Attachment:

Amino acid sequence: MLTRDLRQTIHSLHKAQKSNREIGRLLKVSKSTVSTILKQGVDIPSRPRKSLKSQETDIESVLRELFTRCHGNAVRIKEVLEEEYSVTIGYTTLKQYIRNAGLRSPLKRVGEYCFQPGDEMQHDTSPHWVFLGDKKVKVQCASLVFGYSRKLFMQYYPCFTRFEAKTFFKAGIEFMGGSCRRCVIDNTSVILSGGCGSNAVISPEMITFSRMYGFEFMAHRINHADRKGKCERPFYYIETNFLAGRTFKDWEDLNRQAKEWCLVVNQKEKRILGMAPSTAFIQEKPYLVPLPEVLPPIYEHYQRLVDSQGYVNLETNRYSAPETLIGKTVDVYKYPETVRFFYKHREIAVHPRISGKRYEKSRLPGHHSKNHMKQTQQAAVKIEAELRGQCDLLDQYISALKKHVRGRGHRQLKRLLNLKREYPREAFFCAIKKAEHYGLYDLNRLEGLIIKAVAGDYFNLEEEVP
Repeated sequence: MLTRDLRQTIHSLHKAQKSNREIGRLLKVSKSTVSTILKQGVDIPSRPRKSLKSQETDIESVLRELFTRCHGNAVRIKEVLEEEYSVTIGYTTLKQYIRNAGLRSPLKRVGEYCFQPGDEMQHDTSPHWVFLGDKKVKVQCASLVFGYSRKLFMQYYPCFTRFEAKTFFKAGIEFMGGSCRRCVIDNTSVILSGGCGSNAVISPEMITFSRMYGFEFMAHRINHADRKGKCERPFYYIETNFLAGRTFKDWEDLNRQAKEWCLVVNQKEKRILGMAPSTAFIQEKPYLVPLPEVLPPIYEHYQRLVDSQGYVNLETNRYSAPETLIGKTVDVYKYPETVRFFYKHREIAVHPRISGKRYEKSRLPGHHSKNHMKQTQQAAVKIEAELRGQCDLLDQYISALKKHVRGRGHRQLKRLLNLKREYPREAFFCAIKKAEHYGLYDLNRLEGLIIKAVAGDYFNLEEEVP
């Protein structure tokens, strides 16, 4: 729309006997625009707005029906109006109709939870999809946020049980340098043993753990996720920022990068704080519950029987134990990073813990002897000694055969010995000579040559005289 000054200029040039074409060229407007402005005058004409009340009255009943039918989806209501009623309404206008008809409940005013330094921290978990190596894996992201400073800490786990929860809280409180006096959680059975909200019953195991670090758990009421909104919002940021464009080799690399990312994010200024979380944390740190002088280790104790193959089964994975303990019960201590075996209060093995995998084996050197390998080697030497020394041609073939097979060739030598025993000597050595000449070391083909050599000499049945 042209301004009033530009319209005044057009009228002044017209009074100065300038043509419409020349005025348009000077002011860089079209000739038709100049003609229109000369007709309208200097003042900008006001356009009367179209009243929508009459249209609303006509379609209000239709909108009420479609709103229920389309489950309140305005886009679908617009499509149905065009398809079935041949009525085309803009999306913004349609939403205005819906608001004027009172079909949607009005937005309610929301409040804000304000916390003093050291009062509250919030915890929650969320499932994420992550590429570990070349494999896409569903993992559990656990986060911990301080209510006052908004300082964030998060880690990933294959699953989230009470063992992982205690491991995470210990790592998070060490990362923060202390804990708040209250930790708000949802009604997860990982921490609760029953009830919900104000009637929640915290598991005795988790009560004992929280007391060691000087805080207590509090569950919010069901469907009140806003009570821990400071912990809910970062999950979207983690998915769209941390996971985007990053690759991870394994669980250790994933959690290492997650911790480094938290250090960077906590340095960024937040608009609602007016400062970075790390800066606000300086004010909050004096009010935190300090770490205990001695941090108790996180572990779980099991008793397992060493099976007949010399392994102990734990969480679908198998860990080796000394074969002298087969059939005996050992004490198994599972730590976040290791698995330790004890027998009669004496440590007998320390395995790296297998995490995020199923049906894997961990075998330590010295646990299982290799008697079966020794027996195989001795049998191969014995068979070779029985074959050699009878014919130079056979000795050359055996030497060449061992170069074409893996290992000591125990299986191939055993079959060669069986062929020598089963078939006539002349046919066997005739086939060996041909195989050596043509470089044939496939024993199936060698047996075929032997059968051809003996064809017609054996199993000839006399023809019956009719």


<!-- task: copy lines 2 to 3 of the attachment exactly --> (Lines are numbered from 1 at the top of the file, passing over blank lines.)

Repeated sequence: MLTRDLRQTIHSLHKAQKSNREIGRLLKVSKSTVSTILKQGVDIPSRPRKSLKSQETDIESVLRELFTRCHGNAVRIKEVLEEEYSVTIGYTTLKQYIRNAGLRSPLKRVGEYCFQPGDEMQHDTSPHWVFLGDKKVKVQCASLVFGYSRKLFMQYYPCFTRFEAKTFFKAGIEFMGGSCRRCVIDNTSVILSGGCGSNAVISPEMITFSRMYGFEFMAHRINHADRKGKCERPFYYIETNFLAGRTFKDWEDLNRQAKEWCLVVNQKEKRILGMAPSTAFIQEKPYLVPLPEVLPPIYEHYQRLVDSQGYVNLETNRYSAPETLIGKTVDVYKYPETVRFFYKHREIAVHPRISGKRYEKSRLPGHHSKNHMKQTQQAAVKIEAELRGQCDLLDQYISALKKHVRGRGHRQLKRLLNLKREYPREAFFCAIKKAEHYGLYDLNRLEGLIIKAVAGDYFNLEEEVP
């Protein structure tokens, strides 16, 4: 729309006997625009707005029906109006109709939870999809946020049980340098043993753990996720920022990068704080519950029987134990990073813990002897000694055969010995000579040559005289 000054200029040039074409060229407007402005005058004409009340009255009943039918989806209501009623309404206008008809409940005013330094921290978990190596894996992201400073800490786990929860809280409180006096959680059975909200019953195991670090758990009421909104919002940021464009080799690399990312994010200024979380944390740190002088280790104790193959089964994975303990019960201590075996209060093995995998084996050197390998080697030497020394041609073939097979060739030598025993000597050595000449070391083909050599000499049945 042209301004009033530009319209005044057009009228002044017209009074100065300038043509419409020349005025348009000077002011860089079209000739038709100049003609229109000369007709309208200097003042900008006001356009009367179209009243929508009459249209609303006509379609209000239709909108009420479609709103229920389309489950309140305005886009679908617009499509149905065009398809079935041949009525085309803009999306913004349609939403205005819906608001004027009172079909949607009005937005309610929301409040804000304000916390003093050291009062509250919030915890929650969320499932994420992550590429570990070349494999896409569903993992559990656990986060911990301080209510006052908004300082964030998060880690990933294959699953989230009470063992992982205690491991995470210990790592998070060490990362923060202390804990708040209250930790708000949802009604997860990982921490609760029953009830919900104000009637929640915290598991005795988790009560004992929280007391060691000087805080207590509090569950919010069901469907009140806003009570821990400071912990809910970062999950979207983690998915769209941390996971985007990053690759991870394994669980250790994933959690290492997650911790480094938290250090960077906590340095960024937040608009609602007016400062970075790390800066606000300086004010909050004096009010935190300090770490205990001695941090108790996180572990779980099991008793397992060493099976007949010399392994102990734990969480679908198998860990080796000394074969002298087969059939005996050992004490198994599972730590976040290791698995330790004890027998009669004496440590007998320390395995790296297998995490995020199923049906894997961990075998330590010295646990299982290799008697079966020794027996195989001795049998191969014995068979070779029985074959050699009878014919130079056979000795050359055996030497060449061992170069074409893996290992000591125990299986191939055993079959060669069986062929020598089963078939006539002349046919066997005739086939060996041909195989050596043509470089044939496939024993199936060698047996075929032997059968051809003996064809017609054996199993000839006399023809019956009719």